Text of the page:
In the coming weeks, we will see a remarkable show on Broadway end its original run. RENT, the revolutionary rock opera will have its final performance on September 7. I have previously expressed my disdain for what the production has become, filled with stunt casting and fangirls, and even though it still saddens me, I can only think it is for the best. RENT lost its novelty long ago. Even before the dour Columbus-directed movie. However much the themes permeate modern society, the show itself hearkens back to a time where one couldn't walk down Avenue D without getting jumped, raped, or killed. It is a period piece that takes place in a New York that no longer exists.
Last year, in my ever growing love and interest for Manhattan, I traveled to Alphabet City one day to see the setting of RENT in real life. Even though I had heard tales of gentrification in my research, I always thought, somehow, with hope that the area would remain unchanged from the Eighties and still retain some sort of Bohemian charm. But I was wrong. Children played in Tompkins Square Park, faceless corporations set up shop. The raw and unidealized area from once upon a time had been cleaned, scrubbed and rebuilt from the ground up to accommodate the prim over-indulgence of contemporary society. And it's not just on the Lower East Side; slowly but surely, all of New York is losing its charm. It has become trendy, expensive, and, worst of all, fake. Just for instance, while it was always exclusive to live there, now a 500 square foot apartment costs $100,000/month, and you know the only people living there are yuppies and poseurs with sinecures.
In 1985 and the years surrounding, there was, I am told, an electricity in the air of New York. With the outspread of AIDS, the apprehension of the new millennium, the drugs, the homeless problems, the rebellion, New York was a different place. Was it better? Well, it's certainly safer now. But does that make it better? To me, as some kind of bush league artist, or, more appropriately, a dilettante, I know that I personally find a great deal of inspiration from that time period; I think, as an artist, suffering is integral to achieve a powerful, moving expression. The artists of that decade, like Keith Haring and David Wojnarowicz, used their suffering to produce impressive, moving works. Is it a bad thing that suffering is being dissipated? Officially, no. Of course not. I would never want to have AIDS or an addiction or to be homeless, and would not wish that on anyone. But, as much today as yesterday, whatever help is given to these plights, there is also a level of concealment and, sanitization about them. AIDS is still a very big problem today. Perhaps it's more controlled than before, but, as recent ads have stated:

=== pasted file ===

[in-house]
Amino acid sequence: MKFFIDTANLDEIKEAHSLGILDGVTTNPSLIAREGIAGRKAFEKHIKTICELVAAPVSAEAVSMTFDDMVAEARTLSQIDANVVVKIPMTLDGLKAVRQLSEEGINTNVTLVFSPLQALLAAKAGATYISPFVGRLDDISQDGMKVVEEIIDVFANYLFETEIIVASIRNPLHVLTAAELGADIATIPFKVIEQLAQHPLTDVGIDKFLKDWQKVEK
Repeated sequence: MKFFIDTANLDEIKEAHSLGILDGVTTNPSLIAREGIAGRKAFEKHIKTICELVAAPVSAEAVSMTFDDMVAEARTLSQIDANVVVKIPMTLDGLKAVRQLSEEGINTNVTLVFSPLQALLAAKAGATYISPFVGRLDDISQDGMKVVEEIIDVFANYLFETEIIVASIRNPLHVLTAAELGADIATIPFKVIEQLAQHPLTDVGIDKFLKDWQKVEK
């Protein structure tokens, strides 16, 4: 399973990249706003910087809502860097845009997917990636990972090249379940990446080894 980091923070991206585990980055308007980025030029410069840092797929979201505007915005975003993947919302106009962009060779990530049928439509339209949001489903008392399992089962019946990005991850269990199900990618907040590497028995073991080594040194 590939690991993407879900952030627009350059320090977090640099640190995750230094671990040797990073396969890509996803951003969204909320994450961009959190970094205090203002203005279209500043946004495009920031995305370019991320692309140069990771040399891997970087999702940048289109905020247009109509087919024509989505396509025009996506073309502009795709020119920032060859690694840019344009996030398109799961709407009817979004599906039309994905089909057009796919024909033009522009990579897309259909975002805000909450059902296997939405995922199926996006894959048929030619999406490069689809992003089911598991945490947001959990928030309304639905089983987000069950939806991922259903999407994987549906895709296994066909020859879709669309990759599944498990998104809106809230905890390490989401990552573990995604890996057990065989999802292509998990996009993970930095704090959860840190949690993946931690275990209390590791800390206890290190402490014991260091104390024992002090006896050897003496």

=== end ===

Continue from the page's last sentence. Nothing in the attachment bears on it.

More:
People apparently think it's not serious. In the 80's, it was almost demonized. There was an hysteria about AIDS and while ignorance was rampant, so was panic--panic that contributed to people to do whatever they could to save themselves and, whatever they could do to make themselves known. Nowadays, AIDS has fizzled out as has the hope and desire of those afflicted with it. Suffering is still naturally present today, as it always will be, but it just seems more and more people deny it, mask it, and clean it up just like they did with the city. With the loss of suffering comes the loss of expression. The loss of culture.
I'm not ending my love affair with Manhattan; it's still a nucleus of art, fashion and culture in America. But, I fear, as we continue to lose the grit of the city, will its charm and intrigue soon leave as well? I say yes. If a teacup falls from a table and shatters into a hundred pieces, those pieces will never reassemble themselves, no matter how long one waits. They will only break down into more and more pieces until they are dust. Progression, in its most primal form, is a synonym for destruction. Entropy. Holes in the Ozone layer, ice caps melting, everything ending. Everything dies. That's what progression is. Nothing gets better. I worry that soon, the entire world will be plastic. Clean, white plastic. This sanitization and removal of suffering that it seems so many people wish for will be our downfall; to deplete the natural order of things, to remove the dynamic of conflict between man and his surroundings is a travesty. A travesty to art, to drama, to literature, to fashion, to communication, to ideas, to thoughts, and to life. Soon, there will be no grit. Soon, there will be no suffering. Soon, there will be no culture.